<description>Finaly, close off the RDF container:
<spacer height="10"/>
   <spacer height="10"/>
   <description>Save this file as contents.rdf in the same
     folder as your wizard</description>

 <wizardpage description="Register the wizard with
<description>This page will help you register your
   <spacer height="10"/>
   <description>Look in the main Mozilla program directory,
     there will be two files of use to you here, chrome.rdf
     and installed-chrome.txt</description>
   <spacer height="10"/>
   <description>First of all, delete the chrome.rdf file.
     This is a file that is automatically generated by
     Mozilla each time the program is launched.
   <spacer height="10"/>
   <description>Now open the installed-chrome text file.
     You might want to use something a little better that
     Windows Notepad here because unfortunately it can't
     seem to read this file property.  I use nPad2, a
     perfectly adequate free text editor</description>
   <spacer height="10"/>
   <description>At the very end of the file, you'll need to
     add some code that tells Mozilla where your wizard is
     located  I have put my file in a folder called chrome,
     that sits in a folder called XUL on my C drive, so the
     code I would add is:</description>
   <spacer height="10"/>
   <spacer height="10"/>
   <description>Make sure you press return after adding the
     above line of code to the file and then save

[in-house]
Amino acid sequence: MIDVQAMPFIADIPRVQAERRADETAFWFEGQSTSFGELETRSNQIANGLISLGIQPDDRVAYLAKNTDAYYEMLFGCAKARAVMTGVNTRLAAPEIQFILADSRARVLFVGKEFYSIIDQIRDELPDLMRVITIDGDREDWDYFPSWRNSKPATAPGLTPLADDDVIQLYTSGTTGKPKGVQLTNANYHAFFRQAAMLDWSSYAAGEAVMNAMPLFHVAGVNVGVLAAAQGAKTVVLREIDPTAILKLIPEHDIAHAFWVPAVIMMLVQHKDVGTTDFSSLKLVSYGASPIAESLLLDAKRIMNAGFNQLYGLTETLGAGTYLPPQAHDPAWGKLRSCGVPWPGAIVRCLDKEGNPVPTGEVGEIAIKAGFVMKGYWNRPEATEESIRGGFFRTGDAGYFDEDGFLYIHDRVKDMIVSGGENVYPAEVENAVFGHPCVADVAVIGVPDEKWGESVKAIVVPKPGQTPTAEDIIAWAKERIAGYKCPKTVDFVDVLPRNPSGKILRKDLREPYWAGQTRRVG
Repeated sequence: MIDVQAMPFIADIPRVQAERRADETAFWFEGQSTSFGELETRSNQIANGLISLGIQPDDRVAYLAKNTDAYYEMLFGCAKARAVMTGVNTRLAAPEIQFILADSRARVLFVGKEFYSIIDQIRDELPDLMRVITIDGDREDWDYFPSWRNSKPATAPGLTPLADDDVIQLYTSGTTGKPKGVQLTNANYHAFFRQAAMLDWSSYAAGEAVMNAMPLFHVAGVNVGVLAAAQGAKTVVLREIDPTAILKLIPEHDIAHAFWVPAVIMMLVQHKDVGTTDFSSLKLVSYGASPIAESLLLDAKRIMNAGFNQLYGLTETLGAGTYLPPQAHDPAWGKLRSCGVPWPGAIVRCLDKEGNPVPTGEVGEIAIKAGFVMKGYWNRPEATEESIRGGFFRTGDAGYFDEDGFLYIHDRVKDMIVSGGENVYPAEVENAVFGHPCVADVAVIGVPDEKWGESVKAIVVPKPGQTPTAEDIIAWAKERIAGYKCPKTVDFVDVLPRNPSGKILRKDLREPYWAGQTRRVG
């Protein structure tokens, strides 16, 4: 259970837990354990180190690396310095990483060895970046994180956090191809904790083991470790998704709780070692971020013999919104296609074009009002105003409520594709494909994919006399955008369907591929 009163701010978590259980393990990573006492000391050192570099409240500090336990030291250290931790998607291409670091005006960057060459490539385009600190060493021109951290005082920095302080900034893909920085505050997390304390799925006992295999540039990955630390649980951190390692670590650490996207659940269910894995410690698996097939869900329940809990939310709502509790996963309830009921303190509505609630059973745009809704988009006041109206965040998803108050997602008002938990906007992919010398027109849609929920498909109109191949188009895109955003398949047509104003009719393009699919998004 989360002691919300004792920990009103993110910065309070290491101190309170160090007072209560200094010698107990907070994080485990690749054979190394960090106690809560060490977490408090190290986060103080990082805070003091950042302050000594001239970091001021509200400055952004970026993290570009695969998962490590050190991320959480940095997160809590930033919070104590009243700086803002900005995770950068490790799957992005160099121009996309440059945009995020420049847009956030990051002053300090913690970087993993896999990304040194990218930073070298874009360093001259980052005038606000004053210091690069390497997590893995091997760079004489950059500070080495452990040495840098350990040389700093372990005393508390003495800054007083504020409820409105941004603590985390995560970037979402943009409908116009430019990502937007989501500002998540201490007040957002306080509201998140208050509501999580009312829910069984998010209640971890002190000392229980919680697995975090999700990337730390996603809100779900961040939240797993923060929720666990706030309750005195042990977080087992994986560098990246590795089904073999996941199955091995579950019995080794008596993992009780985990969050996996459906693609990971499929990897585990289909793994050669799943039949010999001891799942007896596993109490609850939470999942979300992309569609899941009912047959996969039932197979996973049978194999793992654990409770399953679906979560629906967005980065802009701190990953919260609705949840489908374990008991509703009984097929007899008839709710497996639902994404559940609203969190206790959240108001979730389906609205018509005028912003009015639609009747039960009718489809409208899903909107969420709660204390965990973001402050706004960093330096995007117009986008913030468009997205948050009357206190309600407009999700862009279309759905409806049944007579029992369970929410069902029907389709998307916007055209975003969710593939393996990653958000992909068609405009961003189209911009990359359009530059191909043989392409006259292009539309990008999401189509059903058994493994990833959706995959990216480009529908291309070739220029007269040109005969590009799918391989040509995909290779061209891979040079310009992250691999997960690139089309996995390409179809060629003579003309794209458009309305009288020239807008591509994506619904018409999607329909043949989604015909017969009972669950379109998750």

<wizardpage description="Veiwing the wizard">
   <description>This page will help you run the
   <spacer height="10"/>
   <description>Open Mozilla and in the address bar type
     the following command:</description>
   <spacer height="10"/>
   <spacer height="10"/>
   <description>Your wizard should now be displayed and
     should have a title at the top and working buttons at
     the bottom.  Additionally, the final page of the
     wizard (this one) will have an appropriate ending
   <spacer height="10"/>
   <description>All you have done is provide the basic
     containers and the content itself, Mozilla and XUL do
     the rest!</description>
   <spacer height="10"/>
   <description>Go back to the Mozilla directory and open
     the chrome.rdf file that you deleted earlier with a
     text editor, do a find for your wizards name and there
     should be several references to it</description>
   <spacer height="10"/>


You’ll notice that it’s an awful lot of code, 97 lines to be exact, but it is easy code and I’m sure you’ll agree that it’s a lot less than it would be if you have to script the page change and button behaviors manually.   You’ll notice that the lines of text in the wizard that represent code have had the first angle bracket enclosed within a <![CDATA[]]> element. This is to ensure that Mozilla treats part of the text as character data and doesn’t try to parse it. Try getting the wizard to display the text <?xml version=”1.0”?> without using the CDATA method. Normally this information would go into a DTD file to keep the wizard file cleaner; in fact, all of the string information could go into a DTD file and all of the wizard text could be read in using references to it instead, but for this example, we needn’t worry too much about separating content from presentation.

>>> More XML Articles          >>> More By Dan Wellman